In a private bedroom in an oversized crate there is a dog who is highly reactive to men. When I crossed through the doorway, I was met with a growl, posturing, and teeth. Cerus would display these charming behaviors anytime a male would enter the room. Of course most male visitors who would see him in rescue would quickly leave his quarters after his not so warm welcome.. His behavior while appearing aggressive is not entirely indicative of an aggressive dog. Words are wind… and so are snarls, barks, and growls.. True aggression would involve seeking conflict absent a stressor and would persist regardless of my cool reaction. Ignoring his signals and forcing interaction would be a terrible mistake, but just as poor a mistake as leaving the room.
Cerus and many other reactive dogs, leverage posturing and threatening to create space from unwanted guests(canine or human alike). By granting them space in these moments, they learn that they can control their surroundings with this type of behavior. For Cerus, it is possible that his past owners allowed him to use this tactic to ward off men even in his own household and attempted to accommodate his dislike of men rather than understanding that he came from a place of fear and needed guidance to grow through his mistrust.
Rather than yielding space, I closed towards his crate and waited him out. Once he stopped and I opened his kennel door it became apparent that he was terrified of me as he backed into the corner of his crate. Underneath all of his bravado was an insecure dog hoping to avoid interacting with me at all. It is fair and expected that a dog can bite out of fear, so this change in demeanor does not reflect a massive shift in safety precautions that need to be taken by a professional, but it does reveal that Cerus was not seeking conflict.
Being highly food motivated we worked on his perception of me and got him out of his crate on a slip lead and started working on basic markers with rewards and setting boundaries with spacial pressure. We switched to a transitional slip to better protect his neck while increasing the discomfort of aversive leash pressure without escalating him. The slip will effectively provide valuable information to him at home and provides a soft introduction to leash pressure as a concept in a low stakes environment. We immediately launched into tons of eye contact drills and thresholds all in a span of 30 minutes. In the picture you can see him panting in a relaxed state with his ears tucked back in a receptive space and relaxed eyes. He was happy to be working for food and comfortable with the boundaries I was establishing for him.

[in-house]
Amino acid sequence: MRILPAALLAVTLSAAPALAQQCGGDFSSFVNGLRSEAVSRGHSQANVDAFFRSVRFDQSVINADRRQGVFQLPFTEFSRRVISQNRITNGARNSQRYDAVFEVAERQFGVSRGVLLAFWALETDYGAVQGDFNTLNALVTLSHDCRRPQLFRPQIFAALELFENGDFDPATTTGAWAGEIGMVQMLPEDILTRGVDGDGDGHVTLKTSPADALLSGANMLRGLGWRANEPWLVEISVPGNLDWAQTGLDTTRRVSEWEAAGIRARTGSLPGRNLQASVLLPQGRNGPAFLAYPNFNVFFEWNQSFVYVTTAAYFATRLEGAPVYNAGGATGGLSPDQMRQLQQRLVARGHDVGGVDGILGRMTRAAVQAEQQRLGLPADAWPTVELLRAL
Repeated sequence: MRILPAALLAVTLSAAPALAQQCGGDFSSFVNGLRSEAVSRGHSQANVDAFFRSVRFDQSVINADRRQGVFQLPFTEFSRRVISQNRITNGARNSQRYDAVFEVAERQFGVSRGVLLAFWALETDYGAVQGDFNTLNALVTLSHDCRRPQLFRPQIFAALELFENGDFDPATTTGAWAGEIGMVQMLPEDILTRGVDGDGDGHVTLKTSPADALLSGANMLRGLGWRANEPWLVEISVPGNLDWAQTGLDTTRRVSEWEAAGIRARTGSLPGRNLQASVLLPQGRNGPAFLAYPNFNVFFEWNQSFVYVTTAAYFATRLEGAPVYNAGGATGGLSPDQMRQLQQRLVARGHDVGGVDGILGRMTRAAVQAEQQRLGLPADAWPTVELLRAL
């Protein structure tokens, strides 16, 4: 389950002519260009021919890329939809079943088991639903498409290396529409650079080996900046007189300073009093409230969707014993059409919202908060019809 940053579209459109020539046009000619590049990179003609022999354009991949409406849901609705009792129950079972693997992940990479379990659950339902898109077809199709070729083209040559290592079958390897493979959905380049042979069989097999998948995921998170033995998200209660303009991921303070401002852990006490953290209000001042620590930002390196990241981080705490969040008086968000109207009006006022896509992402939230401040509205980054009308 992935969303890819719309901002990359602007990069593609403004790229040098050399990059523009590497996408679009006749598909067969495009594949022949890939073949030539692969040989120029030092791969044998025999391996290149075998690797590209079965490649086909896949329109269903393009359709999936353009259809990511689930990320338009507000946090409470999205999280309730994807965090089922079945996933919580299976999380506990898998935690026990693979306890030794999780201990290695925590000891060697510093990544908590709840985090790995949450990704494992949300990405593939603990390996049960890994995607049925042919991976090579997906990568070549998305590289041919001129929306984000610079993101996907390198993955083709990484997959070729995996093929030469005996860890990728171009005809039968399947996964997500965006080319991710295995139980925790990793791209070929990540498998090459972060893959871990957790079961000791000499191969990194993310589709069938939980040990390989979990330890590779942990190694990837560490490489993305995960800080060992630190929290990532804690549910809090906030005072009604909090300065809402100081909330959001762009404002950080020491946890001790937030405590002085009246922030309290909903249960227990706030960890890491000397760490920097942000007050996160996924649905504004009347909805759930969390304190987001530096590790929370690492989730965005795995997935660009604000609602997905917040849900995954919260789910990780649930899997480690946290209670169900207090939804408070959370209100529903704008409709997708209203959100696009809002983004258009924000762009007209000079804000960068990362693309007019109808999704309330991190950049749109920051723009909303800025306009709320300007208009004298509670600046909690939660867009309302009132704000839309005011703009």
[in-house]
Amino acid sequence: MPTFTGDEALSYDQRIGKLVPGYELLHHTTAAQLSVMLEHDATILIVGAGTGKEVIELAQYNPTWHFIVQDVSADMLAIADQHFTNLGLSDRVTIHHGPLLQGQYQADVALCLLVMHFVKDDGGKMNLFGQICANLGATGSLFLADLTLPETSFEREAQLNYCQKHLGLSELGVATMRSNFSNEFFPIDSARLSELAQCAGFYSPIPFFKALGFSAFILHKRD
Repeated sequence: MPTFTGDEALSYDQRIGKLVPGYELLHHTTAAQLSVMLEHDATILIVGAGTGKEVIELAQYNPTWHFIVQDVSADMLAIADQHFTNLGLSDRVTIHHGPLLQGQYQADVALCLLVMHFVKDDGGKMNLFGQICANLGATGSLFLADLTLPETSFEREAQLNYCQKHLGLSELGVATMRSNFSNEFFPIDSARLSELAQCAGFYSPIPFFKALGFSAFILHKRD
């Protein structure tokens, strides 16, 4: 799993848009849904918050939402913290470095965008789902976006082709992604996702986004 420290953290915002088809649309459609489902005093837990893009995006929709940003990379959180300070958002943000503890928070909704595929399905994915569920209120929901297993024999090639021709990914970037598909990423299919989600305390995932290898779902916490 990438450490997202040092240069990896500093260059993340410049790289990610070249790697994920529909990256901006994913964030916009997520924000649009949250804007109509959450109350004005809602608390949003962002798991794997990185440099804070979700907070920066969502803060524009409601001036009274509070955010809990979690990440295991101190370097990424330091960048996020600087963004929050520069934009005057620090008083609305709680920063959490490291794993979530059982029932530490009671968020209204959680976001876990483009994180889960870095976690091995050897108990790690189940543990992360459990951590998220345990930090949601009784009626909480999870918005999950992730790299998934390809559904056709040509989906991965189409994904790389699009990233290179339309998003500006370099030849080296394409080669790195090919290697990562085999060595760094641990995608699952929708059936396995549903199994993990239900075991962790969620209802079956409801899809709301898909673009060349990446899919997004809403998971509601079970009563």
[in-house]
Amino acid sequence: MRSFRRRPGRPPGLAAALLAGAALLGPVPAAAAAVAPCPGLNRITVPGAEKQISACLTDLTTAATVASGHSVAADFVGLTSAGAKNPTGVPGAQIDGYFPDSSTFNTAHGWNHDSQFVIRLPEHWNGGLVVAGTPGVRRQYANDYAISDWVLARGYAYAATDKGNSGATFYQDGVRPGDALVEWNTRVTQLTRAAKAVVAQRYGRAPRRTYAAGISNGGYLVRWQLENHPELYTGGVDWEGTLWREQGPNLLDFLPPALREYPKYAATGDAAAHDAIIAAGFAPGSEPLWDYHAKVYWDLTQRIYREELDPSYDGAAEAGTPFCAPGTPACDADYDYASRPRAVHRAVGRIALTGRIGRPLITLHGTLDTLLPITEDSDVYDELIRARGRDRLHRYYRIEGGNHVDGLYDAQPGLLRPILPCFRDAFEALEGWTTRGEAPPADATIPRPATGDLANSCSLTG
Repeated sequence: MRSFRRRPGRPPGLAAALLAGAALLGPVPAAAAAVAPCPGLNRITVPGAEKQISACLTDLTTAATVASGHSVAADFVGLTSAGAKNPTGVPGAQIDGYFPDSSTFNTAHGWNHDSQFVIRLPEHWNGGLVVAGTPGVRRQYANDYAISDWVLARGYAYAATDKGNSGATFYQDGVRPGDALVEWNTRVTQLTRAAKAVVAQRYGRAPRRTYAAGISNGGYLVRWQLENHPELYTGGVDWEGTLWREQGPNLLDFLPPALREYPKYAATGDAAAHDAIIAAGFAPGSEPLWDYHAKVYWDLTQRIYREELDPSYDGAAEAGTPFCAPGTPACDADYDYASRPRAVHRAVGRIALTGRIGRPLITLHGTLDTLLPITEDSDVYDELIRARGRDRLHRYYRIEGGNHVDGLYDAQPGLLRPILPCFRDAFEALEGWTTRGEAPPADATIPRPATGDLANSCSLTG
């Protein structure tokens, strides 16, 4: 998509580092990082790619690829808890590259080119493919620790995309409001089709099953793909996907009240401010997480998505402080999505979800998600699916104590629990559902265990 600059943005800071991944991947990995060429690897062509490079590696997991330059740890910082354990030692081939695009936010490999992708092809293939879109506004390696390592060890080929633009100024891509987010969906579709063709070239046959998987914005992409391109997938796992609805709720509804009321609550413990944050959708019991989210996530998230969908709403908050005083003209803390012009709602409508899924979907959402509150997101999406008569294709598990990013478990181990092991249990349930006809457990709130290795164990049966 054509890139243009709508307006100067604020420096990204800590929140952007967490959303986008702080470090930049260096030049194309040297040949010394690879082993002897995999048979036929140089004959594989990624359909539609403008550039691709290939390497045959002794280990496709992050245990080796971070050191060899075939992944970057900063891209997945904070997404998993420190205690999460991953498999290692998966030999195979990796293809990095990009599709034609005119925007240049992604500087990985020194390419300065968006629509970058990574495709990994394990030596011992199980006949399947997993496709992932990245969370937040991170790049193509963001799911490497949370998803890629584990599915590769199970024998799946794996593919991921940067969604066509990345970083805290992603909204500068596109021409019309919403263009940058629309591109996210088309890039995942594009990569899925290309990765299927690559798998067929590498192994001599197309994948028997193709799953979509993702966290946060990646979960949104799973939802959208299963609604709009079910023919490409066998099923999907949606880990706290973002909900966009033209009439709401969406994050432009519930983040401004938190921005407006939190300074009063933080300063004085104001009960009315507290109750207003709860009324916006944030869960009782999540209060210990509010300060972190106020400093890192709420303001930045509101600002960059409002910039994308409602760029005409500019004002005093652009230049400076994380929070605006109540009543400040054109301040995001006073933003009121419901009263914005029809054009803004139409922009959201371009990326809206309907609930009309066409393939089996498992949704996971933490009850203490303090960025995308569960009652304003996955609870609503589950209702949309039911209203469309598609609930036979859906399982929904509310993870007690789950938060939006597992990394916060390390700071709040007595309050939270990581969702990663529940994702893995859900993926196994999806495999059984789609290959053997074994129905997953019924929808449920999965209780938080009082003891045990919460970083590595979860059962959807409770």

Hiding behind the posturing and rough demeanor was a dog who is eager to work and engage. An incredibly trainable and teachable dog. It was patterns of behavior that worked for him which likely landed him out of a home in the first place and a breaking of those patterns that will put him back in another one.
I don’t share his story to garner pity for him, he will thrive in an environment that doesn’t carry his past forward. I don’t share his story because I want people to give dogs a million chances, not everyone is emotionally equipped to become the human and leader a dog like this needs to change. I definitely don’t share this so that you take a misguided attempt at addressing this type of reactivity at home, leave it to the professionals. Cerus is a cautionary tale that represents many dogs whose behaviors both severe or subtle are anthropomorphized and misread, misinterpreted, and mislabeled by people whose good intentions are exceeded by their lack of education and skill set. Unless you are a professional, guessing the why of your dog’s behavior and implementing the wrong behavioral strategy based off your assumption, emotional motivation, or a Google search, is often how dogs like Cerus develop the patterns that land them in the pound in the first place.